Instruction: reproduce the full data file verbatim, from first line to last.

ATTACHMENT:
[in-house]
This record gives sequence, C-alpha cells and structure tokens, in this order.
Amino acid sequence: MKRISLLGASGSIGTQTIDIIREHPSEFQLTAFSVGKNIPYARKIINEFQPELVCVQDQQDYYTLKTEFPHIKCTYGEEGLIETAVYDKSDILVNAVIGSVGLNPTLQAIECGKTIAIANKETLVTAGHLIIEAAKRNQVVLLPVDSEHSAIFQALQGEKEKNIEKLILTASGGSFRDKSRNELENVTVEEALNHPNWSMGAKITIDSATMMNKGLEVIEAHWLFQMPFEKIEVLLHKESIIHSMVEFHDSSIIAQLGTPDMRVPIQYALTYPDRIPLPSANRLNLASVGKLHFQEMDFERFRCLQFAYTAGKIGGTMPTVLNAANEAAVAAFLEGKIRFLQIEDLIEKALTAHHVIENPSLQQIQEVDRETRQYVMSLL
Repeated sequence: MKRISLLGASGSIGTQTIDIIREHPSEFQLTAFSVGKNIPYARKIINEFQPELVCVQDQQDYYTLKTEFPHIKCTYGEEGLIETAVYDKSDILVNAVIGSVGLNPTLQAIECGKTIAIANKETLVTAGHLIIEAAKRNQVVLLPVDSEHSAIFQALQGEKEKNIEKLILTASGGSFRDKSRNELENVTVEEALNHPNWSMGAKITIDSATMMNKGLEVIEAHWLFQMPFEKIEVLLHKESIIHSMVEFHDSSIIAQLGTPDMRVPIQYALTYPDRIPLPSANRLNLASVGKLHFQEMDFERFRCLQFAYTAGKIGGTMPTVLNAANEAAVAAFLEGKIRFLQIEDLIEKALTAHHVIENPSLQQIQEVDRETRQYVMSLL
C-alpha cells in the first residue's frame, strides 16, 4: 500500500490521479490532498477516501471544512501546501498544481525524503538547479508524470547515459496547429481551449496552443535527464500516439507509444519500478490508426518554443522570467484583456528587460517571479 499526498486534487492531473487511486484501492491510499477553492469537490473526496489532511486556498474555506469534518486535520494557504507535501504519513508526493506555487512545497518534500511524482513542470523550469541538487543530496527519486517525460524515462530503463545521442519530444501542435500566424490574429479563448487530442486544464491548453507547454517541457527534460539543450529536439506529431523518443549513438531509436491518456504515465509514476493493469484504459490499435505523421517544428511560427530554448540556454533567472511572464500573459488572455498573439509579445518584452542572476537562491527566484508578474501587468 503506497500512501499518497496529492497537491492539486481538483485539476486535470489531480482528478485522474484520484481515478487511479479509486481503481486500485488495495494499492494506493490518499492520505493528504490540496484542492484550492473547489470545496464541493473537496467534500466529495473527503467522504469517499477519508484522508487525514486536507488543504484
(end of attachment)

[in-house]
This record gives sequence, C-alpha cells and structure tokens, in this order.
Amino acid sequence: MKRISLLGASGSIGTQTIDIIREHPSEFQLTAFSVGKNIPYARKIINEFQPELVCVQDQQDYYTLKTEFPHIKCTYGEEGLIETAVYDKSDILVNAVIGSVGLNPTLQAIECGKTIAIANKETLVTAGHLIIEAAKRNQVVLLPVDSEHSAIFQALQGEKEKNIEKLILTASGGSFRDKSRNELENVTVEEALNHPNWSMGAKITIDSATMMNKGLEVIEAHWLFQMPFEKIEVLLHKESIIHSMVEFHDSSIIAQLGTPDMRVPIQYALTYPDRIPLPSANRLNLASVGKLHFQEMDFERFRCLQFAYTAGKIGGTMPTVLNAANEAAVAAFLEGKIRFLQIEDLIEKALTAHHVIENPSLQQIQEVDRETRQYVMSLL
Repeated sequence: MKRISLLGASGSIGTQTIDIIREHPSEFQLTAFSVGKNIPYARKIINEFQPELVCVQDQQDYYTLKTEFPHIKCTYGEEGLIETAVYDKSDILVNAVIGSVGLNPTLQAIECGKTIAIANKETLVTAGHLIIEAAKRNQVVLLPVDSEHSAIFQALQGEKEKNIEKLILTASGGSFRDKSRNELENVTVEEALNHPNWSMGAKITIDSATMMNKGLEVIEAHWLFQMPFEKIEVLLHKESIIHSMVEFHDSSIIAQLGTPDMRVPIQYALTYPDRIPLPSANRLNLASVGKLHFQEMDFERFRCLQFAYTAGKIGGTMPTVLNAANEAAVAAFLEGKIRFLQIEDLIEKALTAHHVIENPSLQQIQEVDRETRQYVMSLL
C-alpha cells in the first residue's frame, strides 16, 4: 500500500490521479490532498477516501471544512501546501498544481525524503538547479508524470547515459496547429481551449496552443535527464500516439507509444519500478490508426518554443522570467484583456528587460517571479 499526498486534487492531473487511486484501492491510499477553492469537490473526496489532511486556498474555506469534518486535520494557504507535501504519513508526493506555487512545497518534500511524482513542470523550469541538487543530496527519486517525460524515462530503463545521442519530444501542435500566424490574429479563448487530442486544464491548453507547454517541457527534460539543450529536439506529431523518443549513438531509436491518456504515465509514476493493469484504459490499435505523421517544428511560427530554448540556454533567472511572464500573459488572455498573439509579445518584452542572476537562491527566484508578474501587468 503506497500512501499518497496529492497537491492539486481538483485539476486535470489531480482528478485522474484520484481515478487511479479509486481503481486500485488495495494499492494506493490518499492520505493528504490540496484542492484550492473547489470545496464541493473537496467534500466529495473527503467522504469517499477519508484522508487525514486536507488543504484